Despite improved outcomes observed in patients treated with these agents, the majority of patients will eventually develop resistance and clinical progression.[7-10,14] Recent studies have deepened our understanding of molecular mechanisms of resistance that develop as a consequence of treatment. While this new knowledge can inform subsequent treatment decisions, treating disease progression in this patient population remains challenging, with several competing therapeutic options available. In this article, we review the available literature addressing these competing strategies and attempt to clarify best treatment practices, including the emerging role of T790M-directed therapies.

Primary Mechanisms of Resistance

Primary resistance, defined as the lack of an objective response to EGFR TKIs, is observed in approximately 20% to 40% of patients with EGFR-mutant NSCLC.[15,16] This estimate may be misleading, however, since many of these patients have a reduction in tumor burden that is too small to be considered an objective response by Response Evaluation Criteria in Solid Tumors (RECIST). The most common mutations associated with primary resistance to EGFR TKIs are exon 20 insertions and de novo T790M point mutations in EGFR. In addition, second oncogenic mutations, alterations in apoptotic pathways, and suboptimal drug exposure may also play a role in primary resistance to TKI therapy.[17-20]

Exon 20 insertion mutations account for approximately 2% to 4% of all EGFR mutations.[18,19,21] Unlike the sensitizing mutations, however, EGFR exon 20 insertion mutations do not alter the ATP binding pocket, leaving EGFR TKIs largely ineffective.[19] A retrospective analysis of 1,882 patients with stage IV lung adenocarcinoma demonstrated that the median time to progression following treatment with erlotinib was 2.5 months for the subset of patients with the exon 20 insertion, compared with 12.2 months for the subset of patients with an EGFR-sensitizing mutation (P < .01).[19] Given the observed clinical outcomes with TKI therapy for exon 20 patients, standard chemotherapy should be considered first-line therapy for these patients.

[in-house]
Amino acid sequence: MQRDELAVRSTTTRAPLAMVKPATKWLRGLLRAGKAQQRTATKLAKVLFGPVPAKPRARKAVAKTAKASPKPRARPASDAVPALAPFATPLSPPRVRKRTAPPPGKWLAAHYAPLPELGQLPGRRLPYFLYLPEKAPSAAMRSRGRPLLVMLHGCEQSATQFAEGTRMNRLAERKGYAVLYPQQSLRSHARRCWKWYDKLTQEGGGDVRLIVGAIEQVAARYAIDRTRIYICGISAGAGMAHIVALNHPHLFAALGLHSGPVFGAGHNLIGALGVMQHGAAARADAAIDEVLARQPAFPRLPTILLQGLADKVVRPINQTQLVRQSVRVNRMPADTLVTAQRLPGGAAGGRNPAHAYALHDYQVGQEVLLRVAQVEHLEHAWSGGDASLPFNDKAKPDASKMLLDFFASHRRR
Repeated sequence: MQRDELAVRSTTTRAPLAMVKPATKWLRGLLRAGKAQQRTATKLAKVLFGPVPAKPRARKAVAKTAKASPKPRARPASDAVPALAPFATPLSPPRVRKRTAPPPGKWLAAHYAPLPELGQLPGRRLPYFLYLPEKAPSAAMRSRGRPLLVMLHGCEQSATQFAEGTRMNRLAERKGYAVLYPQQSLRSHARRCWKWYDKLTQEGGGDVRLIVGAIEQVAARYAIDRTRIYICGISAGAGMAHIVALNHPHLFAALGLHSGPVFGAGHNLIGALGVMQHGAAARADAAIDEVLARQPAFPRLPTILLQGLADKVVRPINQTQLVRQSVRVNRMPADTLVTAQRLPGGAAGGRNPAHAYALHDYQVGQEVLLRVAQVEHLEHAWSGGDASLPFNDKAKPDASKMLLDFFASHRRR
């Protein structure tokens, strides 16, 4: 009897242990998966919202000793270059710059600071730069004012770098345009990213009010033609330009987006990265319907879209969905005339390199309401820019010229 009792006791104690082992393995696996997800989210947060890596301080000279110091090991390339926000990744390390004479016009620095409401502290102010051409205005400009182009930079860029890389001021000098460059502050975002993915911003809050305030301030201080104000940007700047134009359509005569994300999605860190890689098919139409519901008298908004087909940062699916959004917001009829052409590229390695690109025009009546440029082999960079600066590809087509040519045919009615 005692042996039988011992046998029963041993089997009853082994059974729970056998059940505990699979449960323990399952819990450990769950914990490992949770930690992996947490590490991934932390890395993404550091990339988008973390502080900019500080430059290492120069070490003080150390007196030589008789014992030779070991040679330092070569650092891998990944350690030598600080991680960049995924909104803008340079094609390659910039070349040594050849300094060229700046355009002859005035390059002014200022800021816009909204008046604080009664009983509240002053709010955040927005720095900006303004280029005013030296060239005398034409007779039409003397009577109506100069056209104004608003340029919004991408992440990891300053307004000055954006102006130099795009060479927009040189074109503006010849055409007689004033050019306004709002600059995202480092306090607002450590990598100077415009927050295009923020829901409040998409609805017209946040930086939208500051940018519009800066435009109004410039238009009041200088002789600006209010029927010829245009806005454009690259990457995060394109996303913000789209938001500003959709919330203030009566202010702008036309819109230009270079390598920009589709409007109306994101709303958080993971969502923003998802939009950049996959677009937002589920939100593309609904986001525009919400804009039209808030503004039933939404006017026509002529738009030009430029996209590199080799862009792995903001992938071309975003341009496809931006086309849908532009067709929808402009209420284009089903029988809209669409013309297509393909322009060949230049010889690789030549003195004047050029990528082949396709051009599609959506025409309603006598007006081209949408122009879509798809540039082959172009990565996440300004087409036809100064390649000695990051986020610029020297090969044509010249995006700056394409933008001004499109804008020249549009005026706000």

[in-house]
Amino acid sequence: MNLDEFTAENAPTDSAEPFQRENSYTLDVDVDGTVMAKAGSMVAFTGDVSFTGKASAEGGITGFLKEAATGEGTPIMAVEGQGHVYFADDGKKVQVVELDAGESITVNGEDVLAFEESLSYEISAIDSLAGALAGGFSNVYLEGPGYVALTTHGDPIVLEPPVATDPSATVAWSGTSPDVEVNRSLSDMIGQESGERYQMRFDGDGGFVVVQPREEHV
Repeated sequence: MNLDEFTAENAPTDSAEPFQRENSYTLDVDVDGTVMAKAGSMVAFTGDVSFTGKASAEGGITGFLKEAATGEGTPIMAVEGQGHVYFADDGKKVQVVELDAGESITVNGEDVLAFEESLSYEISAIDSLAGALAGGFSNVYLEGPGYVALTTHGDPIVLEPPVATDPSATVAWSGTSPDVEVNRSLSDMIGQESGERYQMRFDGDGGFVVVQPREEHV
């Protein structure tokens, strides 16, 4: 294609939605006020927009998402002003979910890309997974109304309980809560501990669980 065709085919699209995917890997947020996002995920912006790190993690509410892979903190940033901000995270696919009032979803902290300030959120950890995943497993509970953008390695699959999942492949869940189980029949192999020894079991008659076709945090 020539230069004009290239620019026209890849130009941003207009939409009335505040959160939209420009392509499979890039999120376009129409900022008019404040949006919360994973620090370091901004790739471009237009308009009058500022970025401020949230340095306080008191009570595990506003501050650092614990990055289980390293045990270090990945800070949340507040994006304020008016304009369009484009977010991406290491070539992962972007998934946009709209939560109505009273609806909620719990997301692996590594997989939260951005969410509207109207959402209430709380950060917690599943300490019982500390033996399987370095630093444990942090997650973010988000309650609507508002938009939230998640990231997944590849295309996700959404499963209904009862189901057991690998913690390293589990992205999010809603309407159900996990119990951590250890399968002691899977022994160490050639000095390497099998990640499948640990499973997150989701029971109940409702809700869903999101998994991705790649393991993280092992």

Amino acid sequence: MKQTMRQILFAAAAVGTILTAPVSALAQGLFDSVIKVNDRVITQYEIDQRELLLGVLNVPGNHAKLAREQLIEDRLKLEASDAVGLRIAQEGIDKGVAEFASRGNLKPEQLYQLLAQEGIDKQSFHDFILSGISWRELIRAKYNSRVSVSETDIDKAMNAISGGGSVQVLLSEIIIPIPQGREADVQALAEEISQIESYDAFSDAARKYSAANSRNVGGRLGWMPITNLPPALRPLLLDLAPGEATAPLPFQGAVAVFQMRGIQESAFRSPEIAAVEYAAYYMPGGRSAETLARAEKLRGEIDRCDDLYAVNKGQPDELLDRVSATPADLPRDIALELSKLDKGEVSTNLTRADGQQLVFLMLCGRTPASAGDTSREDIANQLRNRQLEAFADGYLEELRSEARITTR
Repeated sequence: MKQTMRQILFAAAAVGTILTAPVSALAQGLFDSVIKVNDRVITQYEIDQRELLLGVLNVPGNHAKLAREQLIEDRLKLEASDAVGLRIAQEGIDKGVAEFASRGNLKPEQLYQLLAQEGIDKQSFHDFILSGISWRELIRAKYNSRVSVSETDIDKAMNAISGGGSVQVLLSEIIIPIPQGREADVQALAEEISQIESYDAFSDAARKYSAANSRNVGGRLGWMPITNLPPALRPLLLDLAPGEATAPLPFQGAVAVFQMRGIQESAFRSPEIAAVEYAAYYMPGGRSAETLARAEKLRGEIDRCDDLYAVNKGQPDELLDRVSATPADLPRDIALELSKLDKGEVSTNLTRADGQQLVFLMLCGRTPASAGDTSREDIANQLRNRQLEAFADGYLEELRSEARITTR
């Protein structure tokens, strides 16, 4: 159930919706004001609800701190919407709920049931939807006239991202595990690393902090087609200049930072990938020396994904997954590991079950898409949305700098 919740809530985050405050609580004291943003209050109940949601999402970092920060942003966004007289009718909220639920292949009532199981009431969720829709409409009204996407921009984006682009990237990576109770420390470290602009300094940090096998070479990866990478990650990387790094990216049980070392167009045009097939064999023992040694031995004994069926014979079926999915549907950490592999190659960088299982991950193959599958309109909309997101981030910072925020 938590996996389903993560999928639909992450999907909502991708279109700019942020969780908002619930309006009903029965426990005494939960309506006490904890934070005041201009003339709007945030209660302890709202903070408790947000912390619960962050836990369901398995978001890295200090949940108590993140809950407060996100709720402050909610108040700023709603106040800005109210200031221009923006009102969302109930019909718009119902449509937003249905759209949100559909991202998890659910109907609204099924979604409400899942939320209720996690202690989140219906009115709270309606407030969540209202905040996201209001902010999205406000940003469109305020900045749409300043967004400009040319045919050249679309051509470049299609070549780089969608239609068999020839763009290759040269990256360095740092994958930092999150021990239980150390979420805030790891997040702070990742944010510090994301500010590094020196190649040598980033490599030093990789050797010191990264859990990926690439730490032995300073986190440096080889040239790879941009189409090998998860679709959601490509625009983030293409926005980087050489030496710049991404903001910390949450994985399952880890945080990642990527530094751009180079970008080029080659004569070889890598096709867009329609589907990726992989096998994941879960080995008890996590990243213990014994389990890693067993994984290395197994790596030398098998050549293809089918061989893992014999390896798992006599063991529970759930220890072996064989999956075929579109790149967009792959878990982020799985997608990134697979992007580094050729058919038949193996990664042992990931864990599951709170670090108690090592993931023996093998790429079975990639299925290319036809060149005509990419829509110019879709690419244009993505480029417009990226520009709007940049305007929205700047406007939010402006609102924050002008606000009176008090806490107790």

The T790M mutation is characterized by the amino acid substitution of methionine for threonine at position 790, leading to decreased binding through steric hindrance and increased binding affinity with ATP at the expense of TKIs. While T790M mutations most commonly develop as a resistance mechanism after TKI treatment, rare cases of de novo T790M mutations have been reported. De novo T790M mutation rates vary by the method used for detection and have been identified in 1% to 8% of all NSCLC patients with activating EGFR mutations evaluated by direct sequencing.[22] Most studies evaluating the outcomes for patients with de novo T790M mutations treated with TKI therapy have suggested that the presence of de novo T790M mutations predict lack of sensitivity to TKI therapy.[23-25]